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Above example: An excerpt of a past Acuity Brands non-solicitation agreement as part of an employee stock incentive program

Non-Disclosure Agreements (NDAs)

NDAs are contracts that prevent an individual from sharing confidential and proprietary information learned during employment. They are meant to protect sensitive business information. However, overly broad NDAs that restrict an employee from working in the same industry can, in practice, function like a non-compete. For instance, an NDA that prevents an employee from using industry-related knowledge in any other context could unfairly restrict the employee's employment opportunities in that field, akin to a non-compete.


Training Repayment Agreements Provision (TRAPs)

TRAPs are clauses in employment agreements that require employees to repay the company for training costs if they leave the job within a certain period. These can become de facto non-competes if the repayment terms are so severe that they financially coerce the employee to stay with the employer, rather than freely choosing to leave or seek other employment. For example, a TRAP that imposes a high financial penalty for not completing a set number of hours or years with the company can prevent employees from leaving due to the financial burden.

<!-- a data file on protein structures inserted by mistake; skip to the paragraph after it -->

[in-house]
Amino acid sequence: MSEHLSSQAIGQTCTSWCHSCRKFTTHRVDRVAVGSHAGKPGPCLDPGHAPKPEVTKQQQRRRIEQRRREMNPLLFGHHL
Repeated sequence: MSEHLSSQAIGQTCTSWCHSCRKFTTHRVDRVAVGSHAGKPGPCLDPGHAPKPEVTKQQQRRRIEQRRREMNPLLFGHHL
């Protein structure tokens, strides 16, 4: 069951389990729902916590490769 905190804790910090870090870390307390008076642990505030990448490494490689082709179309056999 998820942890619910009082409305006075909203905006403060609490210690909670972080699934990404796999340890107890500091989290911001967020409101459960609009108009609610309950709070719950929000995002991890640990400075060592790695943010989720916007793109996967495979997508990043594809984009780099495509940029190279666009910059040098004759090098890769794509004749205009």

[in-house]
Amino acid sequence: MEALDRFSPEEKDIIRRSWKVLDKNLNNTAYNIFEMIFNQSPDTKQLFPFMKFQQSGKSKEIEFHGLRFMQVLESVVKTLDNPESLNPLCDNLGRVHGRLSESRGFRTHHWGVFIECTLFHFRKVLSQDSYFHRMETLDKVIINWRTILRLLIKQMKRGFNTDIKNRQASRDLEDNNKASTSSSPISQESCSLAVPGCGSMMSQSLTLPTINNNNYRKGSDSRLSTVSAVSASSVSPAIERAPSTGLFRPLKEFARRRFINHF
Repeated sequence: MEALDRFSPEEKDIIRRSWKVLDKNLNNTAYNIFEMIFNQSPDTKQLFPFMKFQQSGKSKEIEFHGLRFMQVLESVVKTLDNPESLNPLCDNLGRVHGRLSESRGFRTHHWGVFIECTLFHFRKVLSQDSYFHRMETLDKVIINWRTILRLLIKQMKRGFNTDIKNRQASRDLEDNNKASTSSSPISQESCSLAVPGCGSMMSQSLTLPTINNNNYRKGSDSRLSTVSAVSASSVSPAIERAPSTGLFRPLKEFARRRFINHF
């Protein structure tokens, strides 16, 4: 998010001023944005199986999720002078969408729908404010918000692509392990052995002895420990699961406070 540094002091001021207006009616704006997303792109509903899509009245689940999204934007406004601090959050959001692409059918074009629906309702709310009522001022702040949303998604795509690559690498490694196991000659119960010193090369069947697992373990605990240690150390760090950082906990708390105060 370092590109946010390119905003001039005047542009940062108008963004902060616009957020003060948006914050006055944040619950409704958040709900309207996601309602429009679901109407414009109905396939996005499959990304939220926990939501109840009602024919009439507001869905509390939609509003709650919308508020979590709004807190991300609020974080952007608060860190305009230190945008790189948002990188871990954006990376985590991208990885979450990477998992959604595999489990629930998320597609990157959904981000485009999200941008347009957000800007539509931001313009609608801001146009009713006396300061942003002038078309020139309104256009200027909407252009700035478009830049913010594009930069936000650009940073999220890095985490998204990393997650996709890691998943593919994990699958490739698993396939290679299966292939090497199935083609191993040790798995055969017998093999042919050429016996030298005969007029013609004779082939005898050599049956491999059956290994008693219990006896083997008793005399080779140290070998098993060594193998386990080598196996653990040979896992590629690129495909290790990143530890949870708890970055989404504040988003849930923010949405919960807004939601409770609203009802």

Overall, whether a specific NDA, non-solicitation agreement, or TRAP qualifies as a non-compete under the FTC rule will depend on the specific terms and how they function in practice.


Employers are obligated to inform affected employees:

The FTC proposes that the specified model language below should serve as notification to the employee that their non-compete clause is unenforceable and will not be enforced.

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The FTC projects that the new rule will not only spur a 2.7% annual increase in business startups, adding more than 8,500 new businesses each year but also boost worker earnings by an average of $524 annually.

The FTC's ban on noncompete agreements marks a significant shift toward promoting market competitiveness and employee freedom, potentially fostering an increase in new startups and enhancing worker earnings. While the rule introduces broad changes, tailored exclusions for senior executives and specific scenarios ensure that it respects existing legal frameworks and business practices.


Legal Disclaimer: This article provides a general overview of the FTC's final rule on noncompete agreements and is intended for informational purposes only. It does not constitute legal advice. The FTC final rule may have specific details and implications not fully addressed herein. Readers are advised to consult the actual text of the FTC final rule and/or seek legal counsel for thorough understanding and guidance regarding their specific circumstances.